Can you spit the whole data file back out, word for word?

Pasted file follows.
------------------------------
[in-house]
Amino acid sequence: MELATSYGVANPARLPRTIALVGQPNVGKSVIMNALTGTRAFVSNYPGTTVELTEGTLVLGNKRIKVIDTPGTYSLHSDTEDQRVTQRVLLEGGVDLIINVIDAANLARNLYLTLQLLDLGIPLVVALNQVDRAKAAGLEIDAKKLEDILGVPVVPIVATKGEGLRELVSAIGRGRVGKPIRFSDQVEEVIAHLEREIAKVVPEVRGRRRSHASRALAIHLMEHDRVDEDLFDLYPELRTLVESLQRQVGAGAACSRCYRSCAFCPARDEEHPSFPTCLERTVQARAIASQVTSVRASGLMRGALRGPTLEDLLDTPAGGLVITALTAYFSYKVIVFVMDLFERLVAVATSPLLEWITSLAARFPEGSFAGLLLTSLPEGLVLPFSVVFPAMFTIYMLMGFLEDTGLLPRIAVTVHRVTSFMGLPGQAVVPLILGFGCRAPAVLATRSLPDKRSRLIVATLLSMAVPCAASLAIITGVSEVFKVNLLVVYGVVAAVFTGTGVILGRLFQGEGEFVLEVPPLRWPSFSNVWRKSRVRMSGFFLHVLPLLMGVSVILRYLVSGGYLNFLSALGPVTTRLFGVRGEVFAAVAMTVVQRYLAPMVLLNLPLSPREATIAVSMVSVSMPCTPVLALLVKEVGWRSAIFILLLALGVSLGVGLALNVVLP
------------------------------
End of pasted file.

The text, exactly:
[in-house]
Amino acid sequence: MELATSYGVANPARLPRTIALVGQPNVGKSVIMNALTGTRAFVSNYPGTTVELTEGTLVLGNKRIKVIDTPGTYSLHSDTEDQRVTQRVLLEGGVDLIINVIDAANLARNLYLTLQLLDLGIPLVVALNQVDRAKAAGLEIDAKKLEDILGVPVVPIVATKGEGLRELVSAIGRGRVGKPIRFSDQVEEVIAHLEREIAKVVPEVRGRRRSHASRALAIHLMEHDRVDEDLFDLYPELRTLVESLQRQVGAGAACSRCYRSCAFCPARDEEHPSFPTCLERTVQARAIASQVTSVRASGLMRGALRGPTLEDLLDTPAGGLVITALTAYFSYKVIVFVMDLFERLVAVATSPLLEWITSLAARFPEGSFAGLLLTSLPEGLVLPFSVVFPAMFTIYMLMGFLEDTGLLPRIAVTVHRVTSFMGLPGQAVVPLILGFGCRAPAVLATRSLPDKRSRLIVATLLSMAVPCAASLAIITGVSEVFKVNLLVVYGVVAAVFTGTGVILGRLFQGEGEFVLEVPPLRWPSFSNVWRKSRVRMSGFFLHVLPLLMGVSVILRYLVSGGYLNFLSALGPVTTRLFGVRGEVFAAVAMTVVQRYLAPMVLLNLPLSPREATIAVSMVSVSMPCTPVLALLVKEVGWRSAIFILLLALGVSLGVGLALNVVLP